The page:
AS an academician who also once served as chancellor of the University of Zambia (UNZA), Professor Robert Serpell obviously knows well the intricacies of getting an education loan as opposed to a bursary.
Of course Government has since independence been giving bursaries to students offered places to pursue further studies at public universities and colleges.
Offering bursaries to deserving students was one of the socialist policies of the UNIP administration which, smarting from the struggle for independence, was short of skilled manpower and was in a hurry to develop the country's human resource base.
As years went by, the bursary scheme could not be sustained any longer partly because of an increase in the number of students being admitted to universities and colleges.
Many students could, therefore, not be catered for by the bursary scheme.
Yet we all understand that poverty thrives in societies where majority of the people are deprived of higher education.
In our case, what compounded the problem was the country's bad economic shape, a consequence of a global slowdown in both economic and employment growth.
Even today's roller coaster of world prices for copper and some non-traditional exports has not been enough to spare Zambia the hazards for the management of our landlocked economy.
The result is that many Zambian students, no matter how brilliant they may be, are stranded, without sponsorship.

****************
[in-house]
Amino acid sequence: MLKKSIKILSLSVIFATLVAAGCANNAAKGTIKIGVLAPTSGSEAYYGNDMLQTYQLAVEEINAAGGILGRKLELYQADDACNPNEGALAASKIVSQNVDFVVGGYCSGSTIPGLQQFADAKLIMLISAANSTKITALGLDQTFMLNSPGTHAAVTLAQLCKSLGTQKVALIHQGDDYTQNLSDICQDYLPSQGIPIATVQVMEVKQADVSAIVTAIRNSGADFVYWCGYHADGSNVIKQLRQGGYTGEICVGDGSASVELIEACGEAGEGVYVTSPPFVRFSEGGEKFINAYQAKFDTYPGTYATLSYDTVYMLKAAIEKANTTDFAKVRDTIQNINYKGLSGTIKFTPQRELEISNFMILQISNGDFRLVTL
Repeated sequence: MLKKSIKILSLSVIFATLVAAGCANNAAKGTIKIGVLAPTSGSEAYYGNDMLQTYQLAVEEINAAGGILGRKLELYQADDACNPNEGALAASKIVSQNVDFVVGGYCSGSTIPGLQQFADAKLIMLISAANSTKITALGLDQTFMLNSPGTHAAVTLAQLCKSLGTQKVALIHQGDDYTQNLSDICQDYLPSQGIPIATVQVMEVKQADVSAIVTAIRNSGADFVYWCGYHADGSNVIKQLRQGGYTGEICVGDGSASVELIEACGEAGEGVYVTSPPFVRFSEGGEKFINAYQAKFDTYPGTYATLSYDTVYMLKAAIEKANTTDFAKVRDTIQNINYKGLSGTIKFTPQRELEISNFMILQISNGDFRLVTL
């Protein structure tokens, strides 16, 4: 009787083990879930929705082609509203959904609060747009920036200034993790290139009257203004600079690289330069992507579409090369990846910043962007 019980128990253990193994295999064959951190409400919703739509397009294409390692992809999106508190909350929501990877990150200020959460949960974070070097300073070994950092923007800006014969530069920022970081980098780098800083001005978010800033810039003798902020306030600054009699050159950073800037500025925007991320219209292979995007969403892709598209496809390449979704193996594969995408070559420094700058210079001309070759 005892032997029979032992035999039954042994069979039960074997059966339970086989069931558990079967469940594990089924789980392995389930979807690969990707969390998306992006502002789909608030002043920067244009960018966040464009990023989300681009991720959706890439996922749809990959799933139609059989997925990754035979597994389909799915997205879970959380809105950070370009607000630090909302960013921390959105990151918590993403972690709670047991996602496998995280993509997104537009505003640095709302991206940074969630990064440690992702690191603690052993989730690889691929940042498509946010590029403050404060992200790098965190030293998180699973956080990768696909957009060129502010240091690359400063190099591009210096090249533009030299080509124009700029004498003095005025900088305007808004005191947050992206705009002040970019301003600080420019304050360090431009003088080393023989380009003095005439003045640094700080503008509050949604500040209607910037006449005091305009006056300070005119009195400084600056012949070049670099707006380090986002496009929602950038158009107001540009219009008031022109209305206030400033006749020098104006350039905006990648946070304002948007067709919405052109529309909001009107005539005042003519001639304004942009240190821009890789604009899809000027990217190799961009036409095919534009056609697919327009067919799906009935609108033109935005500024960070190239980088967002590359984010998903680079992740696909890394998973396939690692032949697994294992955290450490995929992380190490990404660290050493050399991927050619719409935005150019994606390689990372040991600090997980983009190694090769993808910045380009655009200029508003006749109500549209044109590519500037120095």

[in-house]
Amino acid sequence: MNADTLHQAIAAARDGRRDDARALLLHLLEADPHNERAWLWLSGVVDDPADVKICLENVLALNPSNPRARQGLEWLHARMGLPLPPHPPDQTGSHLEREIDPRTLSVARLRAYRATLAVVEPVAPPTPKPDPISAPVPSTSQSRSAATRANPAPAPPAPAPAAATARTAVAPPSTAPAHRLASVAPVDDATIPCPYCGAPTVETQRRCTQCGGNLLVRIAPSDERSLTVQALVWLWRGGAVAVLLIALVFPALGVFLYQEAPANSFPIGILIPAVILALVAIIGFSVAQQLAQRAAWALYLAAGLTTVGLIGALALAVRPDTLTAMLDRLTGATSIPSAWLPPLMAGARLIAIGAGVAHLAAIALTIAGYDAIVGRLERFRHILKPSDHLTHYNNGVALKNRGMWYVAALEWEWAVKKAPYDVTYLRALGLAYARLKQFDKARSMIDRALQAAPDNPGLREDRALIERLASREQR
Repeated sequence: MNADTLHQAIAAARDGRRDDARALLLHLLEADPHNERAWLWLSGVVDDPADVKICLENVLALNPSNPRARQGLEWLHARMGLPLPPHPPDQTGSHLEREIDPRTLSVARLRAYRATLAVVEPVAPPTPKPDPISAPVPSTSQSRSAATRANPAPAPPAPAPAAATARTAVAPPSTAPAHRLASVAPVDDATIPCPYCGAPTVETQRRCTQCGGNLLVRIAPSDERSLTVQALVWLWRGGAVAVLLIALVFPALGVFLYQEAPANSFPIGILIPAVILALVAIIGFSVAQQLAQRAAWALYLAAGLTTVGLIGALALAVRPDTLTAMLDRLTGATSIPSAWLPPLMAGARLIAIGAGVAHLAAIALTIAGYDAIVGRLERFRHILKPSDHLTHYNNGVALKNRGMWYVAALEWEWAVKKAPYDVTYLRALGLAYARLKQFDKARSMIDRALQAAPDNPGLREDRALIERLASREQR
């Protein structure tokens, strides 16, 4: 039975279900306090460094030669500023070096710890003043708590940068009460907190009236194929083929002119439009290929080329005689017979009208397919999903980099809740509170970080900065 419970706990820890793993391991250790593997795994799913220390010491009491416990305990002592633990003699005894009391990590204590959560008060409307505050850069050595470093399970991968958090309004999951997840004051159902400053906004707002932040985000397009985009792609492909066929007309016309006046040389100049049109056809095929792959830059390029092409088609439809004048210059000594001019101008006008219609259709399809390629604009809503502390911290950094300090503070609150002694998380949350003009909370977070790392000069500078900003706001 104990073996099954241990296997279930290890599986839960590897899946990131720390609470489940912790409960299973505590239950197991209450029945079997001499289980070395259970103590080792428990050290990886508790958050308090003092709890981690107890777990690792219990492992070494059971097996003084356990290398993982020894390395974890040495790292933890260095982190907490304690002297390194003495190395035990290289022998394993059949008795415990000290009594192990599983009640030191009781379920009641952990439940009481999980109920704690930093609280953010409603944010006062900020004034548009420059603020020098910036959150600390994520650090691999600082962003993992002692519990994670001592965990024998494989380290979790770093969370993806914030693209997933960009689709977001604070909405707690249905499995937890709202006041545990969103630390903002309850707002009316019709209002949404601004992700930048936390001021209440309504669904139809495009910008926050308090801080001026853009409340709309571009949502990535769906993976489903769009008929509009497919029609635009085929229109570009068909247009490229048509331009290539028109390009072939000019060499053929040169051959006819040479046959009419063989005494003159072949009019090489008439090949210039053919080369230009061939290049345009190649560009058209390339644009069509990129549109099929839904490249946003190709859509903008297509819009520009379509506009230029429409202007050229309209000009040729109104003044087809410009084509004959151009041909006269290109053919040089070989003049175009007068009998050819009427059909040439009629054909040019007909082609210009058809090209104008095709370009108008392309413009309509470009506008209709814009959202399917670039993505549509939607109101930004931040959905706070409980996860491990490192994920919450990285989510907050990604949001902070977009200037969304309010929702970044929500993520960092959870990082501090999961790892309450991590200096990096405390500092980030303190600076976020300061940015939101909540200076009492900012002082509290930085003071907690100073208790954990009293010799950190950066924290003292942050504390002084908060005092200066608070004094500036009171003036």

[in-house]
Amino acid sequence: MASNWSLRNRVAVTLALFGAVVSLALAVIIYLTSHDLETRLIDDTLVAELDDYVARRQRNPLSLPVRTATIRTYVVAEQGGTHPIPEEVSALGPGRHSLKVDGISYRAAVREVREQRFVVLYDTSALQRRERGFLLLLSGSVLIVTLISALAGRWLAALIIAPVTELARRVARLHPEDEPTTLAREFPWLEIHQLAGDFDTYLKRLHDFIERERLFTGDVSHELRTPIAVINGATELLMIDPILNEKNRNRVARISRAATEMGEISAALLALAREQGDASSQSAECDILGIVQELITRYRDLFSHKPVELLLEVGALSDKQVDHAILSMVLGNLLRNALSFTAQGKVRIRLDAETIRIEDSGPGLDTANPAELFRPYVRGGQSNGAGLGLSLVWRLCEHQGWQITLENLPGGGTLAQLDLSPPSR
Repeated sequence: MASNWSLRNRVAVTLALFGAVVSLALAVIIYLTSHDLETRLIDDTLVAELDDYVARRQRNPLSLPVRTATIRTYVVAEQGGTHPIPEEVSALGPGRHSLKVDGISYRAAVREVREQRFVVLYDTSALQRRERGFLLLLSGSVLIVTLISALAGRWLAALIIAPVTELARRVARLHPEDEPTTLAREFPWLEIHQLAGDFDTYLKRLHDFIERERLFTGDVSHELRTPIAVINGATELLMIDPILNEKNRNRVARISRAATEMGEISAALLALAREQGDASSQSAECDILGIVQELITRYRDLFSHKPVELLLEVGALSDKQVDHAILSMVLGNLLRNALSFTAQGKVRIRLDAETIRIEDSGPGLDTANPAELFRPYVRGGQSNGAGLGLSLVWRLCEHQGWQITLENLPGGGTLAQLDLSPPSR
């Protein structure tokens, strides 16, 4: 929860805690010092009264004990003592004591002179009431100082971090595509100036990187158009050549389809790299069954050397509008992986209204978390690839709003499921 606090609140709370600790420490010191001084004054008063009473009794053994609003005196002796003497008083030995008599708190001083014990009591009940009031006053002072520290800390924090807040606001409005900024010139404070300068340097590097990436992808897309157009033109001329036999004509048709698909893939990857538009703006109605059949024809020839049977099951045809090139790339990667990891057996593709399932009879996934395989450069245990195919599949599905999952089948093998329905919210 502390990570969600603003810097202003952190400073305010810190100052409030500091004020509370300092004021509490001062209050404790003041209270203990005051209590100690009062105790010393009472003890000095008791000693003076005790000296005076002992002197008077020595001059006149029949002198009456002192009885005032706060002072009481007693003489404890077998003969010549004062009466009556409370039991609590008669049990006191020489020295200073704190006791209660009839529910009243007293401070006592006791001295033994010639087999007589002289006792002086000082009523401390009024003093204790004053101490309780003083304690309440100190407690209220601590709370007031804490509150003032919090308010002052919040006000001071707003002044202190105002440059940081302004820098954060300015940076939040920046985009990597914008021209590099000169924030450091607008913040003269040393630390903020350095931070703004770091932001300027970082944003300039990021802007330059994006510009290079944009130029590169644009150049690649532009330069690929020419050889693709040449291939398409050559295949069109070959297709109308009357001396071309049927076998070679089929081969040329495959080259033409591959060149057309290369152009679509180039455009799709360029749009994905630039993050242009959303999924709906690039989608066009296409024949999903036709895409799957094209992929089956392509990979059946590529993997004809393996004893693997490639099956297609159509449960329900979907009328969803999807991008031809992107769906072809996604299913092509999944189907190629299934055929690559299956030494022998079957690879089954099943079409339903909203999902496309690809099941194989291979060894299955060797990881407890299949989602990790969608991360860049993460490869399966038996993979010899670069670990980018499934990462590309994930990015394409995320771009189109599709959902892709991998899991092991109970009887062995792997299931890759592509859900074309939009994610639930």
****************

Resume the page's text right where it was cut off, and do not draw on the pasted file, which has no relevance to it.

Those who do not pay their tuitions in full are often threatened by university authorities that they may not write examinations if all payments are not made.
This obviously affects the performance of our students and was the reason why even before Prof Serpell raised the issue on Wednesday, many stakeholders had been calling for the introduction of education loans.
The idea is to maintain the momentum started by independence fathers and mothers of making higher education readily available to all brilliant young Zambians, irrespective of their backgrounds.
This is because they had realised that there was a direct correlation between a country's economic development and the level of education of its people.
Thus for Zambia to see meaningful economic development, the country needed a reservoir of skilled manpower.
This called for non-circumvention of investment in education.
And by education we do not mean mere literacy but far beyond this, which further attracts massive investment.
That's why educational loans are now needed more than ever before.
Indeed for many students and families, educational loans should be seen as a necessary part of the process of paying for college or university education.
In countries where this has been implemented, loans have proved to be an important part of a student's paying-for-college strategy, and it can work equally well here in Zambia.
Borrowing for one's education should not be seen as a waste but basically as an important investment in Zambia's future.
However, should the authorities heed Prof Serpell's call, and we believe they will, we encourage our families to borrow wisely, and to work with the financial institutions to ensure no more debt than is necessary and manageable is taken.